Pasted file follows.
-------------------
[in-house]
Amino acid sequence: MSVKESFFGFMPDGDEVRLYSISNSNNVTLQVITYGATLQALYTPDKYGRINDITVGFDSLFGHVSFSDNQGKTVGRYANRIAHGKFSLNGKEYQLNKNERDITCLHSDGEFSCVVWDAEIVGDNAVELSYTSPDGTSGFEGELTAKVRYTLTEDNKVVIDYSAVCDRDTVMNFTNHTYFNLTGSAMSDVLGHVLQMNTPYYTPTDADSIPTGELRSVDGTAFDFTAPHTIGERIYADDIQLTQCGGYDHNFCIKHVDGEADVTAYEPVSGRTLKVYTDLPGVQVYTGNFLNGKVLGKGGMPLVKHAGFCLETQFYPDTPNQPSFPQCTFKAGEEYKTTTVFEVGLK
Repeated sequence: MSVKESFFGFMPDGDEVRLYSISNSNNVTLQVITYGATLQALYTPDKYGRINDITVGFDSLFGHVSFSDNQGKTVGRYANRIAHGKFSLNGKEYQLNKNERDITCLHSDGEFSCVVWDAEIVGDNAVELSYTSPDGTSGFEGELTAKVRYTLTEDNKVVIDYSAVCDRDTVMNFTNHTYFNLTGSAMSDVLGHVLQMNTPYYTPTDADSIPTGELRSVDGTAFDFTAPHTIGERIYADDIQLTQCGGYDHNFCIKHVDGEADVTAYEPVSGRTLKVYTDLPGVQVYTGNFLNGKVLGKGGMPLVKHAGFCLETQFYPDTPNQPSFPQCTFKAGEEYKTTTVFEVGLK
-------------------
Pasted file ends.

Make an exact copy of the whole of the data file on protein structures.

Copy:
[in-house]
Amino acid sequence: MSVKESFFGFMPDGDEVRLYSISNSNNVTLQVITYGATLQALYTPDKYGRINDITVGFDSLFGHVSFSDNQGKTVGRYANRIAHGKFSLNGKEYQLNKNERDITCLHSDGEFSCVVWDAEIVGDNAVELSYTSPDGTSGFEGELTAKVRYTLTEDNKVVIDYSAVCDRDTVMNFTNHTYFNLTGSAMSDVLGHVLQMNTPYYTPTDADSIPTGELRSVDGTAFDFTAPHTIGERIYADDIQLTQCGGYDHNFCIKHVDGEADVTAYEPVSGRTLKVYTDLPGVQVYTGNFLNGKVLGKGGMPLVKHAGFCLETQFYPDTPNQPSFPQCTFKAGEEYKTTTVFEVGLK
Repeated sequence: MSVKESFFGFMPDGDEVRLYSISNSNNVTLQVITYGATLQALYTPDKYGRINDITVGFDSLFGHVSFSDNQGKTVGRYANRIAHGKFSLNGKEYQLNKNERDITCLHSDGEFSCVVWDAEIVGDNAVELSYTSPDGTSGFEGELTAKVRYTLTEDNKVVIDYSAVCDRDTVMNFTNHTYFNLTGSAMSDVLGHVLQMNTPYYTPTDADSIPTGELRSVDGTAFDFTAPHTIGERIYADDIQLTQCGGYDHNFCIKHVDGEADVTAYEPVSGRTLKVYTDLPGVQVYTGNFLNGKVLGKGGMPLVKHAGFCLETQFYPDTPNQPSFPQCTFKAGEEYKTTTVFEVGLK